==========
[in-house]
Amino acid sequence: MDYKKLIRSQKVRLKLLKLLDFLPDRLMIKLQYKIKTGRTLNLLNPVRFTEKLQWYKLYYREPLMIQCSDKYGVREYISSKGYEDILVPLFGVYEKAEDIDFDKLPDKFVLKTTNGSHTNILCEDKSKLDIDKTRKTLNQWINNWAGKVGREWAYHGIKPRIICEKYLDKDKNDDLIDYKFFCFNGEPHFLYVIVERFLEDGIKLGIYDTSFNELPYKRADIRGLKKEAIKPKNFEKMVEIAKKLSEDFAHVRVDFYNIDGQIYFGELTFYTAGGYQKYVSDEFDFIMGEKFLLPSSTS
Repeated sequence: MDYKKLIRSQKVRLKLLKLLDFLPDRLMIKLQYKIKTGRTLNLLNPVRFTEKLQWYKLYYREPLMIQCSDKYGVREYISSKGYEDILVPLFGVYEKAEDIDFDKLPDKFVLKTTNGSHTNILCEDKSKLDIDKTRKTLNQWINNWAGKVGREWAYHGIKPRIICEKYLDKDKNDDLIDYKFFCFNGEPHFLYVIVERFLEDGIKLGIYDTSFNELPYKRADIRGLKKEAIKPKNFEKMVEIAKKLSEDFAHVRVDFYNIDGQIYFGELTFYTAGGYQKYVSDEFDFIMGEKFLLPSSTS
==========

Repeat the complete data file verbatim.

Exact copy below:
[in-house]
Amino acid sequence: MDYKKLIRSQKVRLKLLKLLDFLPDRLMIKLQYKIKTGRTLNLLNPVRFTEKLQWYKLYYREPLMIQCSDKYGVREYISSKGYEDILVPLFGVYEKAEDIDFDKLPDKFVLKTTNGSHTNILCEDKSKLDIDKTRKTLNQWINNWAGKVGREWAYHGIKPRIICEKYLDKDKNDDLIDYKFFCFNGEPHFLYVIVERFLEDGIKLGIYDTSFNELPYKRADIRGLKKEAIKPKNFEKMVEIAKKLSEDFAHVRVDFYNIDGQIYFGELTFYTAGGYQKYVSDEFDFIMGEKFLLPSSTS
Repeated sequence: MDYKKLIRSQKVRLKLLKLLDFLPDRLMIKLQYKIKTGRTLNLLNPVRFTEKLQWYKLYYREPLMIQCSDKYGVREYISSKGYEDILVPLFGVYEKAEDIDFDKLPDKFVLKTTNGSHTNILCEDKSKLDIDKTRKTLNQWINNWAGKVGREWAYHGIKPRIICEKYLDKDKNDDLIDYKFFCFNGEPHFLYVIVERFLEDGIKLGIYDTSFNELPYKRADIRGLKKEAIKPKNFEKMVEIAKKLSEDFAHVRVDFYNIDGQIYFGELTFYTAGGYQKYVSDEFDFIMGEKFLLPSSTS